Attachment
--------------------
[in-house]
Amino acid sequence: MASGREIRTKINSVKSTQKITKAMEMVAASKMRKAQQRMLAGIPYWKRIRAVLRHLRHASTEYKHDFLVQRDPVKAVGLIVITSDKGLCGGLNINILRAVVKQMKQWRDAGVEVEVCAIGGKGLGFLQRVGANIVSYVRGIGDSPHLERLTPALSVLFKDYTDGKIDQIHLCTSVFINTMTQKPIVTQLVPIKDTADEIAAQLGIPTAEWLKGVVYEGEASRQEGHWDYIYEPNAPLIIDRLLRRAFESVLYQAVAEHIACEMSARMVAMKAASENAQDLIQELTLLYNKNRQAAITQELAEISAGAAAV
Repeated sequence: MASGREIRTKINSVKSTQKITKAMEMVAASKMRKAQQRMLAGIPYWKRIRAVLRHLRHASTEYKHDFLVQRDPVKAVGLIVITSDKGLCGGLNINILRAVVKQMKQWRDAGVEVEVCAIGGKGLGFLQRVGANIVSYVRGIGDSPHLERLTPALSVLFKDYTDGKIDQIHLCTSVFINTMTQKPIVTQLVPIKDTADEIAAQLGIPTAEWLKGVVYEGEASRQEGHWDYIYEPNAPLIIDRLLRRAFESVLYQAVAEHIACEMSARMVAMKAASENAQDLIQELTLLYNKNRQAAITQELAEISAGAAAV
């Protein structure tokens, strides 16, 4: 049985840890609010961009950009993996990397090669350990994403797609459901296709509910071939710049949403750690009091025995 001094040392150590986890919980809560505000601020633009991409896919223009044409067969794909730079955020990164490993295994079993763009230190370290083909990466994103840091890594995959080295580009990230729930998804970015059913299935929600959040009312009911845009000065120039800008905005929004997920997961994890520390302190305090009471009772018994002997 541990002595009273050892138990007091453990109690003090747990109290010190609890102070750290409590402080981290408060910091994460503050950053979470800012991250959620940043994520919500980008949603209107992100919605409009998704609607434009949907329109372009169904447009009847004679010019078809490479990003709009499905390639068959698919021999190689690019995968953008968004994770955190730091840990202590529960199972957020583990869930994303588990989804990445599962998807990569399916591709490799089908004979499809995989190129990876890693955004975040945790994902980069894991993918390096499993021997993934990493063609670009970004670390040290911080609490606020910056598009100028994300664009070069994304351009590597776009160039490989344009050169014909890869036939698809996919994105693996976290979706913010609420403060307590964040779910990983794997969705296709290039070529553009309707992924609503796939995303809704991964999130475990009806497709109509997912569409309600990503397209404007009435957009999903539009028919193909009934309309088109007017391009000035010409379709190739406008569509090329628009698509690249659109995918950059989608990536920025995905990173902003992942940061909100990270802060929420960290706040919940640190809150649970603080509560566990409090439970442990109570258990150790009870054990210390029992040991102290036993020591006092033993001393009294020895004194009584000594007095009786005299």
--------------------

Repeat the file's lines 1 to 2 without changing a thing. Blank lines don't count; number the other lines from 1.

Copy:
[in-house]
Amino acid sequence: MASGREIRTKINSVKSTQKITKAMEMVAASKMRKAQQRMLAGIPYWKRIRAVLRHLRHASTEYKHDFLVQRDPVKAVGLIVITSDKGLCGGLNINILRAVVKQMKQWRDAGVEVEVCAIGGKGLGFLQRVGANIVSYVRGIGDSPHLERLTPALSVLFKDYTDGKIDQIHLCTSVFINTMTQKPIVTQLVPIKDTADEIAAQLGIPTAEWLKGVVYEGEASRQEGHWDYIYEPNAPLIIDRLLRRAFESVLYQAVAEHIACEMSARMVAMKAASENAQDLIQELTLLYNKNRQAAITQELAEISAGAAAV